Stephanie Peterson is co-founder of PhotoFeeler.com, a free profile photo testing tool. In addition to helping professionals choose their best photos to use online, PhotoFeeler is quickly becoming a leader in scientific research around professional image. For more easy photo tips backed by real user data, check out their blog.

Brazen powers real-time, online events for leading organizations around the world. Our lifestyle and career blog, Brazen Life, offers fun and edgy ideas for ambitious professionals navigating the changing world of work.

  • http://internetdreams.com/ Samuel

    On social media, profile pictures must present a strong first impression.

    Selfies are the king on Instagram, but even LinkedIn can use them if done professionally.

    So few use Photoshop and it should become a tool for online entrepreneurs.

    Glad to see Photoshop being used in this article. Thanks!

    – Sam

  • http://gniw.ca/ Ambrose Li

    Why would anyone think selfies are a no-no on LinkedIn? Of course they are not.

    In fact LinkedIn ONLY allows selfies. If you post anything else for your photo your photo can be taken down without notice. (Yes, that happened to me once…)

    • Lauren Milligan

      The issue is not a self-portrait vs. a picture of something else, the issue is a selfie vs. a professional headshot.

  • http://gniw.ca/ Ambrose Li

    Also, the comment about “natural light [being] an amateur’s best friend“ because “It will keep harsh shadows away from your face or neck” is just plain wrong.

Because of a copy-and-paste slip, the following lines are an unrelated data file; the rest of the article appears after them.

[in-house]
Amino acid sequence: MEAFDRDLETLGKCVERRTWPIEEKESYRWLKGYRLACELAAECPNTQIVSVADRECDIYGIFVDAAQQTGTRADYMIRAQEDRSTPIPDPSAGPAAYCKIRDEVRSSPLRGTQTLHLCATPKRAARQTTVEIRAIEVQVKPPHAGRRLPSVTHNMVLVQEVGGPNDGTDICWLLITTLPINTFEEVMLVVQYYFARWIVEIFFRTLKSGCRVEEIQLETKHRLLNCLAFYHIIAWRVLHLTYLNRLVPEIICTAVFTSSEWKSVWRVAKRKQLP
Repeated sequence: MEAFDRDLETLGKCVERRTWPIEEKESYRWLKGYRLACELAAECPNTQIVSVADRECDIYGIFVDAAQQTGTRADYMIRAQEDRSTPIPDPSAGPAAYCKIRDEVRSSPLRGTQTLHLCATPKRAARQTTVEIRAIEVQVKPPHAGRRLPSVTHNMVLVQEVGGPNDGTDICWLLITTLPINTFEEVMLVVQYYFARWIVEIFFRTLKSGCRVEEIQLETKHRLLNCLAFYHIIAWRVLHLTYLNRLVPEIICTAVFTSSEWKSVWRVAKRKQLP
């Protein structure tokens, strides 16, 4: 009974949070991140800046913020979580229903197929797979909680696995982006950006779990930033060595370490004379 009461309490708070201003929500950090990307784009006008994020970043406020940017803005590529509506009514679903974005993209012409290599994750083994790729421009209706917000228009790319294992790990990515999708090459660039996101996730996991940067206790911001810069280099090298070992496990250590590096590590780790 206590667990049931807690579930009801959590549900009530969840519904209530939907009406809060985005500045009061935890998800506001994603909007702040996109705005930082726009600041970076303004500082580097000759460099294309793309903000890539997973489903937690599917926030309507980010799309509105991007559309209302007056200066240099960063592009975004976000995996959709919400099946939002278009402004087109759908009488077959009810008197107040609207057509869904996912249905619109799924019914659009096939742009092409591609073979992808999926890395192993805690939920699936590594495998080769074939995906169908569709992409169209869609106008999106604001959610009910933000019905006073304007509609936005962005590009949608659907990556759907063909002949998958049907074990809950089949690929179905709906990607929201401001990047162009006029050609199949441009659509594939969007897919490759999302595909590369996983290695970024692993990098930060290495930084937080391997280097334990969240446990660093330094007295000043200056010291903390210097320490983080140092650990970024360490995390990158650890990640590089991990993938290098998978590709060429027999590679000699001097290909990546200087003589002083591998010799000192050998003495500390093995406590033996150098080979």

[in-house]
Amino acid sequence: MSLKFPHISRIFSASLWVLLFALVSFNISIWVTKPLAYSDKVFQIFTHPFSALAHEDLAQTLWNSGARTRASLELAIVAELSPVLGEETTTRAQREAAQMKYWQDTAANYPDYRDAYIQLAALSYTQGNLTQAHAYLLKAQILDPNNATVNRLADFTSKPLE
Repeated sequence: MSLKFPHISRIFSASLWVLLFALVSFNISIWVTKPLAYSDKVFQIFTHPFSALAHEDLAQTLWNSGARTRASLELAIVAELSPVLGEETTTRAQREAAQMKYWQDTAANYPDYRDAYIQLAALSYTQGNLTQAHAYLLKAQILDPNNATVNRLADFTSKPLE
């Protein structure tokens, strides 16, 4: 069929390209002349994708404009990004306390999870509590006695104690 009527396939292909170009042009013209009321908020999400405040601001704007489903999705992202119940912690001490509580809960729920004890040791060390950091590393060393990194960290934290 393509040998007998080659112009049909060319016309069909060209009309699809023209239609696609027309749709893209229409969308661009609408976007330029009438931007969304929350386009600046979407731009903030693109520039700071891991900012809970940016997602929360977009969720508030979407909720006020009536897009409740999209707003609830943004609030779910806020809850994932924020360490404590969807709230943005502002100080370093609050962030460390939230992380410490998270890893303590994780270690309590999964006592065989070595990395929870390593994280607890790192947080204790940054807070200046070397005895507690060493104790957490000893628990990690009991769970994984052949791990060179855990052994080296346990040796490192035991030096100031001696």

Natural light can of course cast harsh shadows. (Just try it around noon or even some time like 3pm.) And artificial light can of course cast soft shadows. The problem is that you need more artificial light and depending on the type of artificial lighting colour can be skewed…

  • David Perry

    Make sure the photo is appropriate for the industry you are looking for a job within. A good rule of thumb is, if your mother would not approve, it’s probably sending the wrong message. Consider using the same one you used for your Guerrilla Resume for consistency.

  • Lauren Milligan

    Good article – I’m going to share this with my network. The difference between the ‘before’ and ‘after’ pictures are great!

  • npeben

    Another tip about portraits is to try and stick your neck out a bit leading with your forehead. This creates a stronger jawline. That eliminates any “extra” skin around the neck.

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  • digital zone